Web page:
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My Dear Aunt Sally *August 7, 2009*

*Posted by Chuck Musciano in Random Musings.*

Tags: Math, Politics

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Tags: Math, Politics

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The recent Cash For Clunkers program neatly demonstrates a grave problem facing this country. No, not the auto industry, global warming, or appropriate levels of government intervention in free markets. I’m talking about something much more important: simple arithmetic.

Cash For Clunkers set aside a billion dollars to buy back certain vehicles in trade for newer, more efficient ones. Each trade-in would qualify for either $3,500 or $4,500 in credit, depending on the model. The program began in late July and was expected to run through November. It lasted all of a week before running out of funds. How could that happen?

Easy. No one can do math in their heads anymore.

Let’s run the numbers. To make things simple, say each trade-in gets $4,000 from the fund. With a billion dollars available, that allows for 250,000 trade-ins. There are 23,000 car dealers in the US, each anxious to sell as many cars as possible. That’s an average of 11 cars for each dealer. Now ask yourself, how long would it take for each car dealer in the US to sell 11 cars that offer an additional $4,000 discount?

If you guessed “four months,” you have a potential career in Congress. If you guessed “four days,” you are demonstrating a good grasp of basic market analysis. In fact, some dealerships sold more than 11 cars in just one day; the only thing that slowed their pace was that the government web site for registering all these sales collapsed under the load, clearly designed with a “four month” mind set.

I’m not presenting this to start a political discussion. I’m here to lament that the average person can no longer solve this problem in their head. (Some people cannot solve it with pencil and paper, either.)

If you seek to run a successful business, or an organization within a business, you’ll need to make many rapid decisions based on numerical analysis. If you cannot run those numbers in your head, you will not make good decisions. Pricing, licensing, system loads, capacity planning, leasing terms, scheduling, manpower loading, you name it: quick, accurate math skills are the cornerstone of effective management.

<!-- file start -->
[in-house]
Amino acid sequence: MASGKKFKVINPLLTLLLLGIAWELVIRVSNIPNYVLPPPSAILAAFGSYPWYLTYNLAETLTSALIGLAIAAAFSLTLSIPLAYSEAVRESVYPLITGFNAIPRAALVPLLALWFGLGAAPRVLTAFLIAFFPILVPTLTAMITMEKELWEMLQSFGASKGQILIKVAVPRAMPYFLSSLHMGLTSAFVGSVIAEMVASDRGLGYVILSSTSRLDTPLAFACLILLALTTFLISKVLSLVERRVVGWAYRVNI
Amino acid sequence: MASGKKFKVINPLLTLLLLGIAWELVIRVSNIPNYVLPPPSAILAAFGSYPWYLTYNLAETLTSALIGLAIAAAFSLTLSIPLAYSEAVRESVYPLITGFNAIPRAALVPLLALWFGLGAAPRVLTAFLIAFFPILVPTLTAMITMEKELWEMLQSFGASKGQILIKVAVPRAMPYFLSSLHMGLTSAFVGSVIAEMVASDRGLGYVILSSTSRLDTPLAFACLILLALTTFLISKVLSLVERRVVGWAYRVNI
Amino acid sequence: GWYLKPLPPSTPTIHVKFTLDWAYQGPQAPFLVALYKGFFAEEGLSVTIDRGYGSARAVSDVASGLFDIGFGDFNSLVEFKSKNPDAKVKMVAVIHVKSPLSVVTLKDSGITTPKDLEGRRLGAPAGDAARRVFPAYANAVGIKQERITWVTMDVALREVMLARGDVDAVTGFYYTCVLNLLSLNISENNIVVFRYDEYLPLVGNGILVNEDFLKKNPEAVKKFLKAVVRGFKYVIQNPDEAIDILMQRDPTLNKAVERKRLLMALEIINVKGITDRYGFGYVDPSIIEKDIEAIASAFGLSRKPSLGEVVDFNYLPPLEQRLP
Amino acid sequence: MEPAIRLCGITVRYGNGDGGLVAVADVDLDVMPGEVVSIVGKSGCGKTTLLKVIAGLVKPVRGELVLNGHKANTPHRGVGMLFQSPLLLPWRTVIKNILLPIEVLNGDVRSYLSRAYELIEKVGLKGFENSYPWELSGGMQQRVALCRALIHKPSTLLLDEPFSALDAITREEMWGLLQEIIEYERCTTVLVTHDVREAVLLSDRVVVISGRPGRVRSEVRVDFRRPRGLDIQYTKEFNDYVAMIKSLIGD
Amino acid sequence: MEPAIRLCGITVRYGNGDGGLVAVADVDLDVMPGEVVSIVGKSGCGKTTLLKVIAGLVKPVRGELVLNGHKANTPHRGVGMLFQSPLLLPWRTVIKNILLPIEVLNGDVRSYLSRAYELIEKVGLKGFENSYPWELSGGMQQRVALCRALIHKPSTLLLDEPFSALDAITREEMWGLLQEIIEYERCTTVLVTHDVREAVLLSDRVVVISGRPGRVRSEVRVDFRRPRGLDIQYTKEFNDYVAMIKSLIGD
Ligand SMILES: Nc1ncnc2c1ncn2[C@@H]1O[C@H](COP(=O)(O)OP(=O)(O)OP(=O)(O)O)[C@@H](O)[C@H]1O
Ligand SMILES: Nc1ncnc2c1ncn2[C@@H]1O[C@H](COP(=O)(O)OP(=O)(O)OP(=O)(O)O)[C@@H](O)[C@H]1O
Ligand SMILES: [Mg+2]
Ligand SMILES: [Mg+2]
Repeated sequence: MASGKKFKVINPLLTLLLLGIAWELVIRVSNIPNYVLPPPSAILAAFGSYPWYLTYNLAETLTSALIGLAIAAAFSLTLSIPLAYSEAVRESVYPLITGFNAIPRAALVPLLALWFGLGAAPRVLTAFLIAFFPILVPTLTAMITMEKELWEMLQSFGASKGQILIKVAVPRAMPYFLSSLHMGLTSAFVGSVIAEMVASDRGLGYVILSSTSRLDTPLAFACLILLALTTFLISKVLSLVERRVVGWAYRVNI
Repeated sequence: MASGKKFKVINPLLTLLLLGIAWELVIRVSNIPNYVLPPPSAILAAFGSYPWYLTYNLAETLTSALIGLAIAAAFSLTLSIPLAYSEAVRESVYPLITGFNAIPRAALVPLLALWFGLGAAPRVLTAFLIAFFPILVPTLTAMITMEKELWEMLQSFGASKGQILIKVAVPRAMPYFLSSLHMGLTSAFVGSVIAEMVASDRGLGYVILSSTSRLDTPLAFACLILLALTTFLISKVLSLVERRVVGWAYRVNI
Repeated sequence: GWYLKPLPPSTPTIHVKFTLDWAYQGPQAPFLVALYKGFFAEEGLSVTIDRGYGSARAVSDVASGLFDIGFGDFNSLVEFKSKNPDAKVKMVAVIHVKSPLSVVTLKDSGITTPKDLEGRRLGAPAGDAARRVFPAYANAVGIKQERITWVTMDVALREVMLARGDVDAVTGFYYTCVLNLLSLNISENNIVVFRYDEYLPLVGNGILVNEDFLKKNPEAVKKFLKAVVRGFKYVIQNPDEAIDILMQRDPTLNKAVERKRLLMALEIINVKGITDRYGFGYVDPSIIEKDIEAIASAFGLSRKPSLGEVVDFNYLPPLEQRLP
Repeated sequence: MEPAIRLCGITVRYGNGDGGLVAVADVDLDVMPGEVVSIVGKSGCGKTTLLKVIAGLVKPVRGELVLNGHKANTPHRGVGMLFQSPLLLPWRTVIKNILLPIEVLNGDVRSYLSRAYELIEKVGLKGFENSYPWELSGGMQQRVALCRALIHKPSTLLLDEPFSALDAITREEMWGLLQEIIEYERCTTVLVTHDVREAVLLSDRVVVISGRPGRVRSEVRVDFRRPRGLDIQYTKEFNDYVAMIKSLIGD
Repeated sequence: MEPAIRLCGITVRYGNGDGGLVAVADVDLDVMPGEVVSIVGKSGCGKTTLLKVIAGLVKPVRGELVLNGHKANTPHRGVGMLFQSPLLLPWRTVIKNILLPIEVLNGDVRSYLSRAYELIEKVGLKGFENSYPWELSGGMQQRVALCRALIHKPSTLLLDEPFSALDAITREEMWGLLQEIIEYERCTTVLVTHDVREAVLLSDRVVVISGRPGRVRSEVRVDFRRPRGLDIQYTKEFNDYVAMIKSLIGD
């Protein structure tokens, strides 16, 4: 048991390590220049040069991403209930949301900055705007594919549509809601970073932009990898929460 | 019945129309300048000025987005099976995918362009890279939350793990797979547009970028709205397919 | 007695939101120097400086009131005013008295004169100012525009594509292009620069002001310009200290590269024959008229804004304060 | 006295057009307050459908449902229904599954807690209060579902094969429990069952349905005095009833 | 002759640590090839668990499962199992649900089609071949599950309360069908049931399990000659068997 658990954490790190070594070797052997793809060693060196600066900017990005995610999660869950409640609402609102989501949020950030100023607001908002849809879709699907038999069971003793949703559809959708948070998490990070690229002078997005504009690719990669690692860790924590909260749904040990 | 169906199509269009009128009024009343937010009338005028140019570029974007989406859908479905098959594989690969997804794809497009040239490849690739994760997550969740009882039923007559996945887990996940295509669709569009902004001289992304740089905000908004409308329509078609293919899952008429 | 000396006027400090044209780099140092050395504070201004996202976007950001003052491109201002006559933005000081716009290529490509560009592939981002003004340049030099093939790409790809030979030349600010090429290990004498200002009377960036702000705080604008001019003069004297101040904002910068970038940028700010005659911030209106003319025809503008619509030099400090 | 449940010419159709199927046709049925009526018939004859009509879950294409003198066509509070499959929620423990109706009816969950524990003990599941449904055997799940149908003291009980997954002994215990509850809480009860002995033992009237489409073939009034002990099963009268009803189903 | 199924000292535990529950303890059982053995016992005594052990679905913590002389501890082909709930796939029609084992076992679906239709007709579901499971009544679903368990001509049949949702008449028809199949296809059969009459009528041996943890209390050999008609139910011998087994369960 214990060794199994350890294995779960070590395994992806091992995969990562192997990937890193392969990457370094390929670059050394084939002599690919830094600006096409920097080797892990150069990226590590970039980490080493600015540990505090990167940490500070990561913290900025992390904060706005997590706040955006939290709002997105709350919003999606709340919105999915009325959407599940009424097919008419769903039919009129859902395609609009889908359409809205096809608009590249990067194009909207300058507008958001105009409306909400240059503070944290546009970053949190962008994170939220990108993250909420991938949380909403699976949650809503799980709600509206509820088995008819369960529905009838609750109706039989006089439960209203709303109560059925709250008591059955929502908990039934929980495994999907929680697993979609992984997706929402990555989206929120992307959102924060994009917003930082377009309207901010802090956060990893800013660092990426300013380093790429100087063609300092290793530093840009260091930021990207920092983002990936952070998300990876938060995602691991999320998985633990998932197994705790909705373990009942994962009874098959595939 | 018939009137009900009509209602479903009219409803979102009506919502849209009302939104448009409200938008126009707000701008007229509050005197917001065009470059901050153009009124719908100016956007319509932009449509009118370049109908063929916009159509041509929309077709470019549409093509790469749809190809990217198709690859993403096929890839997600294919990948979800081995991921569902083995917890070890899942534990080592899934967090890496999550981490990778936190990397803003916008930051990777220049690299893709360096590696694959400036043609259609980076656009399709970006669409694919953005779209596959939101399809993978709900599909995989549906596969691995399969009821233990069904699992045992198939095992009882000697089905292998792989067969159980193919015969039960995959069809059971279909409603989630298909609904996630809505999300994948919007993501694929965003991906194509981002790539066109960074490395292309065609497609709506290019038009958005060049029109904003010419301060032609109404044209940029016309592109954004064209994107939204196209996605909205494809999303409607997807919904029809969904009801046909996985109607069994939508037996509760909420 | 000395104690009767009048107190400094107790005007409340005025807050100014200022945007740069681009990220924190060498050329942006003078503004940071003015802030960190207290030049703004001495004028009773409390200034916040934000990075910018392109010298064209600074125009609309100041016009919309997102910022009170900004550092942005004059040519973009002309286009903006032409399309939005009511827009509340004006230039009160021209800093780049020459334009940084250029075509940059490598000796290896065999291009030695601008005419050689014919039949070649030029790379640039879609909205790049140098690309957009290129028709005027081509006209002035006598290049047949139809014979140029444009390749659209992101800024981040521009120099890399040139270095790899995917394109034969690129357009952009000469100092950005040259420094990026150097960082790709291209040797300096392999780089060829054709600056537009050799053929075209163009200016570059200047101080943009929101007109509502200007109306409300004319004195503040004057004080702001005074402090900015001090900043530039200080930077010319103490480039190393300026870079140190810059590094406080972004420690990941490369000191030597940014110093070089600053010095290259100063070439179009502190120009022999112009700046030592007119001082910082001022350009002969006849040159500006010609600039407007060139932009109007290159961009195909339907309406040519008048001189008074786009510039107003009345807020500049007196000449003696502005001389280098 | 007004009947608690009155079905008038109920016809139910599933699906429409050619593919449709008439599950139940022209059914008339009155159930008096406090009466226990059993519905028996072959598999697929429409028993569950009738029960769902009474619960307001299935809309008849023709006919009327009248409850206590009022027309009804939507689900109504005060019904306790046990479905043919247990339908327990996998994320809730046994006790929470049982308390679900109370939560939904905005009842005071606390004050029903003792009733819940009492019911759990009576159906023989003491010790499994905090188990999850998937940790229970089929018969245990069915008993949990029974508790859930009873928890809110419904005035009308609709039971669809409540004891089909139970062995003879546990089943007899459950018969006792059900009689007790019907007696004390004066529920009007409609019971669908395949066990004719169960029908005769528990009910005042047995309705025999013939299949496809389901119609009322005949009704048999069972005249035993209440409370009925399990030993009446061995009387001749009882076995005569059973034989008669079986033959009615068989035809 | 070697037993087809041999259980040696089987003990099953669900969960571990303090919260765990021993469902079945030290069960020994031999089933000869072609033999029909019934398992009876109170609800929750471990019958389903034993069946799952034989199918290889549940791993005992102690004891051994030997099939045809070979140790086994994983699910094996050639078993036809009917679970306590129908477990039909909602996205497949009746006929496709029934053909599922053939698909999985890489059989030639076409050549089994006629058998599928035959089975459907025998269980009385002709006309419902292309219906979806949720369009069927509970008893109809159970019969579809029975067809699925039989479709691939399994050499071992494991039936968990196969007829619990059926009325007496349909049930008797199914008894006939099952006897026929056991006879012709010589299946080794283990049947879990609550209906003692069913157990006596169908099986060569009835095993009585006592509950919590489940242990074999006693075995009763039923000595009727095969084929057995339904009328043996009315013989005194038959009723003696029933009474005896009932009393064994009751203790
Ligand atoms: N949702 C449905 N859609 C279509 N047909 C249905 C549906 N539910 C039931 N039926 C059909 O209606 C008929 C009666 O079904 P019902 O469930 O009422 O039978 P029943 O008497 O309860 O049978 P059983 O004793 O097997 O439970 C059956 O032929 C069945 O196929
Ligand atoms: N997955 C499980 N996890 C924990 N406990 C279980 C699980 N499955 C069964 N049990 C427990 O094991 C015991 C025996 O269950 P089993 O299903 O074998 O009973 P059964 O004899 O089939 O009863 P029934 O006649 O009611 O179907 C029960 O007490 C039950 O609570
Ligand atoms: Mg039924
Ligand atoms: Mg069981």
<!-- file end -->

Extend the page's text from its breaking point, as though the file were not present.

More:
I have sat in many presentations where outlandish claims were made without a murmur of dissent by those attending. Running the numbers in my head allowed me to question the claim and get a better answer. We see advertisements every day that cannot stand the scrutiny of simple math, yet many people take them as verbatim truth. Why won’t people do the math?

In many cases, doing the math leads you to a result that strains your credulity. In the Cash For Clunkers analysis, you’re left wondering if it would take four months to sell eleven cars. More typically, you may instead be looking at outrageous monthly lease payments, or unrealistic average network latency, or some other metric that makes no sense. But if you didn’t do the math, you’d never get to the simple number that makes you say “Wait a minute!”

A big part of leadership is knowing when to say “Wait a minute!” Quick arithmetic skills can play a big part in honing that skill. Almost all of us can do simple arithmetic, but how many of us use those skills every day to increase our odds of success?

[…] My dear Aunt Sally The Effective CIO […]

Chuck,

I was chuckling as I read the post. I’m saddened to see the erosion of mathematical skill in the general population. Solving this problem requires only the most basic branch of mathematics — arithmetic.

But what confounds me the most? I believe someone who could do arithmetic did estimate how long the money would last. That answer was ignored because it wasn’t the answer the people whose opinions counted the most wanted.

Best regards,

-Steve

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If I had a dollar for every blatantly wrong calculation written into newspaper articles, I’d have … a lot of dollars.

http://www.chrisgreaves.com/ExpertGroup/ClearThinking/DontTrustNewspapers.htm

Chris,

I completely agree. Apparently, people who do not understand math or science become journalists. The number of egregious science errors in a typical newspaper is frightening, as well as hilarious.

One of my favorite quotes on my Quotes page is from Garrison Keillor:

A good newspaper is never good enough, but a bad newspaper is a joy forever.